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Flash flooding, triggered by a near-record downpour Friday over one of the hottest, driest places on Earth, has delayed nearly 1,000 people in California's Death Valley National Park and forced it to temporarily close.
It is noted that the flood waters also washed away garbage cans and parked cars, causing cars to collide with each other and be damaged. Residential buildings, hotels and offices were also flooded.
“No injuries were reported. About 500 visitors and 500 park employees were unable to leave the park because all roads in and out of Death Valley were closed, according to the statement. The water purification system that serves park residents and offices in the Cow Creek area has been disabled,” authorities said.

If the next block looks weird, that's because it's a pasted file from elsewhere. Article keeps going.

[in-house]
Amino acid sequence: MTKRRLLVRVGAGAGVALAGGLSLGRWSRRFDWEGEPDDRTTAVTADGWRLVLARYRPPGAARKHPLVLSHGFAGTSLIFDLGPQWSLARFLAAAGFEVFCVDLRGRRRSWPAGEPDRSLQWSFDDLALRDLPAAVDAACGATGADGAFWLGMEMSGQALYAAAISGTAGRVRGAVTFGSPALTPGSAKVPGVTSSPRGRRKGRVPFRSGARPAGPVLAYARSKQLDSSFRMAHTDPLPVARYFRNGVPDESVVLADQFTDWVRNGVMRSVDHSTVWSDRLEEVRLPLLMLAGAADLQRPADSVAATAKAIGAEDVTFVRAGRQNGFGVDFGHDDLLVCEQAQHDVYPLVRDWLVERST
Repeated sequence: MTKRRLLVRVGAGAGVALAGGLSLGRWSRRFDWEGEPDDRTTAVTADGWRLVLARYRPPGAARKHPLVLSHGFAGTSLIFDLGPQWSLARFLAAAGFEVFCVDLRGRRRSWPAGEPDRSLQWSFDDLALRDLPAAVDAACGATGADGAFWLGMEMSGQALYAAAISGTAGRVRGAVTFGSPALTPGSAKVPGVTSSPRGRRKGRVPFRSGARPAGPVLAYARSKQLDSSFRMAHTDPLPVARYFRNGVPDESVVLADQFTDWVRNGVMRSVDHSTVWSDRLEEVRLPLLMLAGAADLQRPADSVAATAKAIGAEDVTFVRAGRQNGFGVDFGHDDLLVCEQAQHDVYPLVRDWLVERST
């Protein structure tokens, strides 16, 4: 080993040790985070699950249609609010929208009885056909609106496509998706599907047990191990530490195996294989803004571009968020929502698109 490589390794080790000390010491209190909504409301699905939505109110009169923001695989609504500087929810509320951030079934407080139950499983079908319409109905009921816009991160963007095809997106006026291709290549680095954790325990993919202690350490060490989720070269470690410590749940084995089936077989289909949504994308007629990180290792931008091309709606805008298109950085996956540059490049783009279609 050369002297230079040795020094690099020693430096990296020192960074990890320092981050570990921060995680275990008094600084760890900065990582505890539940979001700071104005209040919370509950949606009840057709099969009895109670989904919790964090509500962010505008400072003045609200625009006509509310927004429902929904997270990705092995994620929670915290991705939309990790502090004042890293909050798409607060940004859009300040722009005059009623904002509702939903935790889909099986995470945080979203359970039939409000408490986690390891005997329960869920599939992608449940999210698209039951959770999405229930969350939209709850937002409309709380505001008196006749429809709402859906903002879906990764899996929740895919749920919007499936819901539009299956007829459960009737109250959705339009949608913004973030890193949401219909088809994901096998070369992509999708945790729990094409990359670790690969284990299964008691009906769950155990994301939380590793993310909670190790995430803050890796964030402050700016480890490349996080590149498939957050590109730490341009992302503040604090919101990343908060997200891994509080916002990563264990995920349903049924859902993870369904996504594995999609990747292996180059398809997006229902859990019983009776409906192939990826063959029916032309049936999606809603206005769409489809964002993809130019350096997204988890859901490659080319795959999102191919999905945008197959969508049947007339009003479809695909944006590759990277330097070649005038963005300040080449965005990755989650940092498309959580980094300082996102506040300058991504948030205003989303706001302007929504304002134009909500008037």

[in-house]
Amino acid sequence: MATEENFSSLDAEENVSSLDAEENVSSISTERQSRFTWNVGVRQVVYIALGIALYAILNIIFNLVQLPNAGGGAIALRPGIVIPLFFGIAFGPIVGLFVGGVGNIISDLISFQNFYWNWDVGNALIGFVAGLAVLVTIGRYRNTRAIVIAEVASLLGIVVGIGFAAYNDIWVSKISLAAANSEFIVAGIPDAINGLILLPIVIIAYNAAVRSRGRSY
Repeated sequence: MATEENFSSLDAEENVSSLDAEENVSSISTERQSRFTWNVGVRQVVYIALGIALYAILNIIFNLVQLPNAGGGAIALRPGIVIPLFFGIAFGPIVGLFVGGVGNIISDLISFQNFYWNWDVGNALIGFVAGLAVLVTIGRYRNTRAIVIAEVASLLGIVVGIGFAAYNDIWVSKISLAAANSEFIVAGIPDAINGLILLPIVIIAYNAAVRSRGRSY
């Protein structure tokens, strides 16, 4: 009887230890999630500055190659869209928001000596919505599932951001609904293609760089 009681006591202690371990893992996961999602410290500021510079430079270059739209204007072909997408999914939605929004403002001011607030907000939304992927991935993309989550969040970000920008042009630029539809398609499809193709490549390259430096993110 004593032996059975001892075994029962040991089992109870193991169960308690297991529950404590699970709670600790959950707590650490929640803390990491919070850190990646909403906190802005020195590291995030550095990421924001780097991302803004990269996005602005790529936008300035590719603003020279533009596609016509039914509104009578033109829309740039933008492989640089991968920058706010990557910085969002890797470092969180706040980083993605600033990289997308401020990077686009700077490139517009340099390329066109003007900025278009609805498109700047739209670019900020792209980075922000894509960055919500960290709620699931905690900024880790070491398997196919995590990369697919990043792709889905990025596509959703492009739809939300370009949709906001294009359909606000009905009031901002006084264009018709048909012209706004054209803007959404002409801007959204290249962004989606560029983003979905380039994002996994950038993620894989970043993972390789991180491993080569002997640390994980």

According to park spokeswoman Amy Wines, the flooding was caused by heavy rain , resulting in 37mm of rainfall on Furnace Creek, nearly matching the previous daily record of 37.5mm recorded during a rainstorm in 1988.
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